Public assostence, as it is today, is downright mean spirited and antihuman and only perpetuates the system....

Bobert


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Subject: RE: BS: Benefits/Welfare.
From: katlaughing
Date: 11 Oct 03 - 08:39 PM

Bobert, I'm with you on that!!


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Subject: RE: BS: Benefits/Welfare.
From: GUEST,Wolfgang
Date: 12 Oct 03 - 05:56 AM

And if there seems to be not enough money, we always can print more of it easily.

Wolfgang


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Subject: RE: BS: Benefits/Welfare.
From: Bobert
Date: 12 Oct 03 - 11:58 AM

There's plenty of dough to go around without having to print up any, Wolfie. It's just being horded in the wrong places, which when the multiplying factor is taken into account, lowers our GNP...

Bobert


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Subject: RE: BS: Benefits/Welfare.
From: McGrath of Harlow
Date: 12 Oct 03 - 12:10 PM

I've never heard an argument against a Basic National Income which actually stands up. I suppose there are some unpleasant low-paid jobs which they'd have problems filling, so it'd start to cost more to get them done if they needed to be done. But that is the same kind of argument that gets put up against minimum wage legislation, for what it's worth, which isn't too much.


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Subject: RE: BS: Benefits/Welfare.
From: Art Thieme
Date: 12 Oct 03 - 12:49 PM

After spending everything we had for medical bills---and we did have insurance--Our spenddown now is designed to keep us poor so we can get P.A. to pay for my wife's needed treatments each month. No Medicare for her. My Social Security Disability provides Medicare for me only now. Because of her ongoing illness, she never worked enough "quarters" to get on Medicare --even though disabled. It's a system that never allows you to get ahead and/or keep anything anyone might like to donate. It necessitates that you stay destitute to stay "insured?".   Purchasing insurance again would be an imposibility because of ALL the preexisting conditions.


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Subject: RE: BS: Benefits/Welfare.
From: Art Thieme
Date: 12 Oct 03 - 12:57 PM

GOOD PEOPLE, that is simply REAL LIFE in my previous post. Just the way things are---the way they come down---and the way they are set up here in the USA in this modern year of 2003. And 68 billion will go to rebuild Iraq after we were the earthquake that destroyed them in the first place.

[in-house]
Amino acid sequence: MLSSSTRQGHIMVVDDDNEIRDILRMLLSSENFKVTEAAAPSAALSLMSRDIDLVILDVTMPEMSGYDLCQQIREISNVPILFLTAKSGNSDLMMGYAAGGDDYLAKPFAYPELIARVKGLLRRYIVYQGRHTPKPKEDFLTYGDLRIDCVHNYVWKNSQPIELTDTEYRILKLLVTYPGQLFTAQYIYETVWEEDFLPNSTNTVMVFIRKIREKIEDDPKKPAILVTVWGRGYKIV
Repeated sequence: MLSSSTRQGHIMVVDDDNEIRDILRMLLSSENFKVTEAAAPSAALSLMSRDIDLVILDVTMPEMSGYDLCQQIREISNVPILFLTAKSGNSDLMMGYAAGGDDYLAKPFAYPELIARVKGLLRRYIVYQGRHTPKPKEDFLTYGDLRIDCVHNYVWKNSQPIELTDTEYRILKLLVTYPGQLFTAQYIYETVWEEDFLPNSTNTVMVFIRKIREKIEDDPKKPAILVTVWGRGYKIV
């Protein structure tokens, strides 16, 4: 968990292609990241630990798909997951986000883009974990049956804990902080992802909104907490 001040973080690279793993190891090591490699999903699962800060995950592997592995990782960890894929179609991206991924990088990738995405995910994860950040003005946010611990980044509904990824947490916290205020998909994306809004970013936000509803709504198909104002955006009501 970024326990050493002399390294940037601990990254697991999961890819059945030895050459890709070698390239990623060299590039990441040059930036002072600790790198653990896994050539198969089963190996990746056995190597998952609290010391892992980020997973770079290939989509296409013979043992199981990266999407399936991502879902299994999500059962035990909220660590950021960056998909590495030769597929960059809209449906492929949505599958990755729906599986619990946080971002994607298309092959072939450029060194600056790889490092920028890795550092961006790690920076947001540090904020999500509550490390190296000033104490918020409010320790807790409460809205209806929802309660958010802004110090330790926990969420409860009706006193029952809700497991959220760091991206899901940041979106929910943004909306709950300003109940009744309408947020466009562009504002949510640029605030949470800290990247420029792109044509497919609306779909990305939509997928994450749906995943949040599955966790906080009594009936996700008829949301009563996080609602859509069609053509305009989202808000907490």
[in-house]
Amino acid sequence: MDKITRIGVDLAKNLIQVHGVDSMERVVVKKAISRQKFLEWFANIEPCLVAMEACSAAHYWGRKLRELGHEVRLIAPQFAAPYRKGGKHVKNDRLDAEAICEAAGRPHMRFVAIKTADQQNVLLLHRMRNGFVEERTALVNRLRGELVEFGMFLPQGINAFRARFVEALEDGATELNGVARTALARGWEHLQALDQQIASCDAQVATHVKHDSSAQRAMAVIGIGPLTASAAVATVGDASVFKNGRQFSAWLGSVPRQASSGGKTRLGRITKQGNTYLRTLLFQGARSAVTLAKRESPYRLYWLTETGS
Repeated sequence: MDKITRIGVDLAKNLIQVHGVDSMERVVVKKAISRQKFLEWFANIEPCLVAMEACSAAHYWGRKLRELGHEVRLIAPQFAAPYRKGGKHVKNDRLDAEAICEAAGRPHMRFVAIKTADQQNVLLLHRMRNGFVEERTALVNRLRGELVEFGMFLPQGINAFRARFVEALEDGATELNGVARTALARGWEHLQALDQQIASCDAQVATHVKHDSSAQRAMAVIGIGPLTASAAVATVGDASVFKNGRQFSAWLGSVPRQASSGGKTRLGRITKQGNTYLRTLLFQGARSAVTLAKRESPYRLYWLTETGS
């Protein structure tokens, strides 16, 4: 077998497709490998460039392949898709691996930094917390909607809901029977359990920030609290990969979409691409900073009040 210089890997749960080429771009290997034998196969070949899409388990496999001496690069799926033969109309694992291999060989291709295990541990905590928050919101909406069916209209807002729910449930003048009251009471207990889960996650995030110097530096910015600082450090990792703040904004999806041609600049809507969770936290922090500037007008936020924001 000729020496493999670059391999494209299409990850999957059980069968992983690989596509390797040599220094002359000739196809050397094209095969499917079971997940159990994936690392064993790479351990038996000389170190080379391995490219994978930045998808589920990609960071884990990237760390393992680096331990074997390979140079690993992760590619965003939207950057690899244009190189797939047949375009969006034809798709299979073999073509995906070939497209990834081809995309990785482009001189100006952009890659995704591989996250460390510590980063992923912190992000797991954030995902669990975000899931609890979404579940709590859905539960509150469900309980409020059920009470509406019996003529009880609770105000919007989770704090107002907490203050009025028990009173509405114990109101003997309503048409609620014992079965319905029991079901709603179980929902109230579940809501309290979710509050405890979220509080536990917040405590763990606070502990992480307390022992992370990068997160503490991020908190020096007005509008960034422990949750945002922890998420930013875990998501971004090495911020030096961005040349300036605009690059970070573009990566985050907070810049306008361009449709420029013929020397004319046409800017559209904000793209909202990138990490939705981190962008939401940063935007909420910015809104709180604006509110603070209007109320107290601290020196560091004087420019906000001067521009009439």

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Subject: RE: BS: Benefits/Welfare.
From: Don Firth
Date: 12 Oct 03 - 02:35 PM

It's not a matter of envying or hating the wealthy. Heck, I wouldn't mind being wealthy myself. I can think of a lot of things I would like to do if I had more money than I have. I can also think of a lot of things I would like to do if I had more money than I need. But I fail to see any rational point in accumulating more money and possessions than one can use in a lifetime, and continuing to acquire more that one can possibly use in a googolplex of lifetimes. Especially when this kind of pathological lust for acquisition involves the disruption and sometimes the destruction of the lives of thousands and sometimes hundreds of thousands of others. Maximizing the corporation's "bottom line" by laying people off and moving facilities overseas is one of the more popular ways of earning multi-million dollar bonuses and establishing that one's executive skills are worth those multimillion dollar annual salaries, perks, and stock options. But don't forget: all those unemployed people are part of the bottom line, too.

Point to ponder:— when all of the wealth is finally in the hands of the multi-national corporations and/or stashed away in the Swiss bank accounts of the corporate executives (and, of course, their political puppets) and the rest of us are broke, unemployed, and homeless—who's going to buy the goods and services the corporations produce? Hmm? Eh?

I think this pathological acquisitiveness is a national sickness, and it's not just some peculiar little cultural quirk that has occurred by happenstance. Nor is it limited to corporate executives and their political stooges. Almost all Americans have it to one degree or another. It's been gradually drummed into us since the moment of our birth. It's core is the idea, promulgated by corporations, their advertising agencies, and the politicians who pave the way for them, that America is a nation of consumers. The main conduit for this kind of brain-washing is the media. The vast majority of Americans watch two, three, maybe four hours of television per day, and every eight minutes or so, whatever they're watching is interrupted by a string of sales pitches for the newer, faster, more powerful SUV, the latest fashion ensemble from the Gap, teeth whitening strips, Preparation H to take care of the problem they acquired by sitting for hours in front of the television set, and Zoloft to alleviate the depression they feel because their lives are so bloody pointless. Every eight minutes.